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Math Help - Ring theory, some questions...

  1. #1
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    Ring theory, some questions...

    Hey everybody, thank you for reading.
    I have an exam soon, and I have accumulated some questions which I haven't found a solution for... I'd appreciate it if I could get a push...

    1)Given a ring in which every x in R satisfies x^3=x, I need to show it's commutative, and fail to see why. (note: this question was given a little after teaching the basic definitions and notions of "ideals".)
    2) Given a set which is almost a ring, besides the fact that we're not given that a+b=b+a (abelian group under addition), that has a unit element, I need to show that the condition a+b=b+a must be satisfied anyhow.
    'note: there's a hint here: expand (a+b)(1+1) in 2 ways. Haven't mannaged to do anything with that, however.

    That's it for now :-)
    Thanks!!!
    Tomer.
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  2. #2
    Newbie Halmos Rules's Avatar
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    What do you mean by "has a unit element"?

    Maybe this helps.....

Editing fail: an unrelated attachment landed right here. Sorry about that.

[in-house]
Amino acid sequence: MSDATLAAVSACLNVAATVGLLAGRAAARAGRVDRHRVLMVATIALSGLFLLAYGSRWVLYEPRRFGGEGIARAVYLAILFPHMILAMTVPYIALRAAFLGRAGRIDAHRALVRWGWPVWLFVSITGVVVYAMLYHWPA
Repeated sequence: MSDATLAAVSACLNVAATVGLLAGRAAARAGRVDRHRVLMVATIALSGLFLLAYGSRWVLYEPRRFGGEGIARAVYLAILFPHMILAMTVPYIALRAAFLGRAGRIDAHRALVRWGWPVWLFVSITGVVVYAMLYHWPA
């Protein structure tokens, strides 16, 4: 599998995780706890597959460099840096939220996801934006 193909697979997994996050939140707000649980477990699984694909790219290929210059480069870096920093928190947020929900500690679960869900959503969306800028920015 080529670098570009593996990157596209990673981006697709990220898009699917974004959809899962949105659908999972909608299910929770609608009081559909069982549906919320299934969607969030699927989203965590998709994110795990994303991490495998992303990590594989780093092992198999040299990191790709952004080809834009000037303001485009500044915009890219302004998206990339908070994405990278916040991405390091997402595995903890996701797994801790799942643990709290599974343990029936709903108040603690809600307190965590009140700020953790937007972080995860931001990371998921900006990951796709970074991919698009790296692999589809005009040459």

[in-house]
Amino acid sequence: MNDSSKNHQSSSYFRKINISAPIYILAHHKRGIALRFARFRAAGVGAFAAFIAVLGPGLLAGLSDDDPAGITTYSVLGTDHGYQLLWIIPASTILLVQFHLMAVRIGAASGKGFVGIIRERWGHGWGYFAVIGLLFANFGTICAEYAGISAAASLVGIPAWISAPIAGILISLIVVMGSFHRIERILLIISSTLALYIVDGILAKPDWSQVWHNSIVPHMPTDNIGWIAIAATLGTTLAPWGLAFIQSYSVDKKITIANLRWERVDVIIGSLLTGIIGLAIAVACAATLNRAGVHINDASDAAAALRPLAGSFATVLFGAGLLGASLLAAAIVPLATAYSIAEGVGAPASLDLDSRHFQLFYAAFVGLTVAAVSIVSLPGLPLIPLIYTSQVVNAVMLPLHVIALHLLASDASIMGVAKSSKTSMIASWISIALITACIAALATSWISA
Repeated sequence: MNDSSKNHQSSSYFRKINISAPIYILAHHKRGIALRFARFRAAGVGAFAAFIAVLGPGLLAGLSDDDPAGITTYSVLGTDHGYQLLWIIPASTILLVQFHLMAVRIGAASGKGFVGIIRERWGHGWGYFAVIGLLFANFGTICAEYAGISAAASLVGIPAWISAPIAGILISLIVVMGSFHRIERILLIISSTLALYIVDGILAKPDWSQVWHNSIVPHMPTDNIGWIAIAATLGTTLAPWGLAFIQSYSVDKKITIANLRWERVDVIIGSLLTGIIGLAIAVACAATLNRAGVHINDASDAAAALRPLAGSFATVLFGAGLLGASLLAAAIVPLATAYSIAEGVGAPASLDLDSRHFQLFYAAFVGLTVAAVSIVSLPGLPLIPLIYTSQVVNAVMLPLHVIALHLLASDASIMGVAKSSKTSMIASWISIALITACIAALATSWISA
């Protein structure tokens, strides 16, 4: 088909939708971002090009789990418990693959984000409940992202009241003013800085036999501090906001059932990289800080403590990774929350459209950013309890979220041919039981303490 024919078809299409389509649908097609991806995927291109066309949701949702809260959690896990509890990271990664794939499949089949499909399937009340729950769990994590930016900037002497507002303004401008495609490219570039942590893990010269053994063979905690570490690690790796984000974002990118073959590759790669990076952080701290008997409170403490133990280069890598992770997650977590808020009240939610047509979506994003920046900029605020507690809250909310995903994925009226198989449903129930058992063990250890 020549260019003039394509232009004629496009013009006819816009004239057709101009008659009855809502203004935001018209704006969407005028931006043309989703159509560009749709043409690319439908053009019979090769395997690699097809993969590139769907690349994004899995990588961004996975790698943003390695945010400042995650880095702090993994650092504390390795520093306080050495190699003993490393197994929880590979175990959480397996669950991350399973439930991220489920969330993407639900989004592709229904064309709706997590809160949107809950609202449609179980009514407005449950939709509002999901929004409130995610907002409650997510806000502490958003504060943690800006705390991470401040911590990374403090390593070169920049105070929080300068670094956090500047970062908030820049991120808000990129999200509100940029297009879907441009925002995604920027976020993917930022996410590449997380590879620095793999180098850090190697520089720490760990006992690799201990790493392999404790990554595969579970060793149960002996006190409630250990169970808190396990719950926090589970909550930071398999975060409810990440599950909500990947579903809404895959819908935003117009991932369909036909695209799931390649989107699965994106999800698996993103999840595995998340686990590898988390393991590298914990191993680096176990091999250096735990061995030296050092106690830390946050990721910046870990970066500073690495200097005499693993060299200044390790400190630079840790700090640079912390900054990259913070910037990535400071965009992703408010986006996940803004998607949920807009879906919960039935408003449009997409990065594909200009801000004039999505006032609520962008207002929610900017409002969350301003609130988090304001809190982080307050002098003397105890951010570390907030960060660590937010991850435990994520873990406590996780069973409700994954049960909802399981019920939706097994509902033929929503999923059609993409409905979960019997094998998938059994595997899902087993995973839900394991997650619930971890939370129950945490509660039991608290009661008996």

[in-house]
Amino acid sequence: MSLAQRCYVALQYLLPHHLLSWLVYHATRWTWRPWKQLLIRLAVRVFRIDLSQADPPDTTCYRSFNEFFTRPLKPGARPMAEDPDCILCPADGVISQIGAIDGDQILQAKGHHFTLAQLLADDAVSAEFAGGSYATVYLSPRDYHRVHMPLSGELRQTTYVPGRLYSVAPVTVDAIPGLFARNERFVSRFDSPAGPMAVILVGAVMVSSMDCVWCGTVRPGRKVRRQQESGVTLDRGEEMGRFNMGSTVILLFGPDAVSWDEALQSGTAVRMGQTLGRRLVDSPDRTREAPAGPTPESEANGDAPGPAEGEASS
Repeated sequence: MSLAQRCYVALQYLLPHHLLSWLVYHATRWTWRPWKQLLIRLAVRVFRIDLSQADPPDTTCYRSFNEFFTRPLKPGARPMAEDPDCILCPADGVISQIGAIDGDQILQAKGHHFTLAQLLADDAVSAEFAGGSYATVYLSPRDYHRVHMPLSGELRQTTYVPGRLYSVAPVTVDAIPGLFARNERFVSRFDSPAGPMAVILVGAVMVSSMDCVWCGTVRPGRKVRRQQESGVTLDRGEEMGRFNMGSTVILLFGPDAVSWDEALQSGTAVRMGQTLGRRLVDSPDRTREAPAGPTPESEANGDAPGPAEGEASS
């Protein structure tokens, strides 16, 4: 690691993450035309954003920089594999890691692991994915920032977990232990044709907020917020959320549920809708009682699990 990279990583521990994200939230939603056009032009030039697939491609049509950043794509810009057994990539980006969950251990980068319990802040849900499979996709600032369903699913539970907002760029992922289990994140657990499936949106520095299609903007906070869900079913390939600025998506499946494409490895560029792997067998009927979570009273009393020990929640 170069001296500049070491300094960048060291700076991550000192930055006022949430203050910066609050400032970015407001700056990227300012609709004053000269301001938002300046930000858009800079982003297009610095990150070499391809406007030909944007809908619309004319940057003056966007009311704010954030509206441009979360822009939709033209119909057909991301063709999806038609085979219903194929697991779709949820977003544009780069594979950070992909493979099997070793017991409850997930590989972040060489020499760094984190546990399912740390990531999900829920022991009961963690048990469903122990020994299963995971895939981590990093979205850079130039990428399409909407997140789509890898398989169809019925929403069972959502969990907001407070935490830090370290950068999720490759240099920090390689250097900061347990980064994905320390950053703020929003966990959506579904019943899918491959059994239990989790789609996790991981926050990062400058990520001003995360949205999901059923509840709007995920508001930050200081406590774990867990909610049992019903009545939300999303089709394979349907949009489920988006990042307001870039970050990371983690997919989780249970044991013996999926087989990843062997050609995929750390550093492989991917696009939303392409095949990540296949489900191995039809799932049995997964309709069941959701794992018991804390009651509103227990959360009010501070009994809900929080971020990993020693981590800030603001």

(a+b)(1+1)=(a+b)1+(a+b)1
    and
    (a+b)(1+1)=a(1+1)+b(1+1)
    Last edited by mr fantastic; February 20th 2009 at 04:04 PM. Reason: Merged posts
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  3. #3
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    By "has a unit element" I mean there exists an element 1 in the set that satisfies 1*x=x*1=x for all x... That's not one of a Ring's axioms, and apperently it's existence implies that a+b=b+a (that's the Ring axiom I'm not given).

    And, thanks for the tip, but I obviously tried this and other combinations and couldn't see where it leads me....
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  4. #4
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    Consider (1+1)(a+b). We can distribute from the left:

    (1+1)a + (1+1)b = a + a + b + b

    We can also distribute it from the right:

    1(a+b) + 1(a+b) = a + b + a + b.

    Setting these two equal to each other and canceling the a on the left and the b on the right yields a + b = b + a.
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  5. #5
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    Thanks
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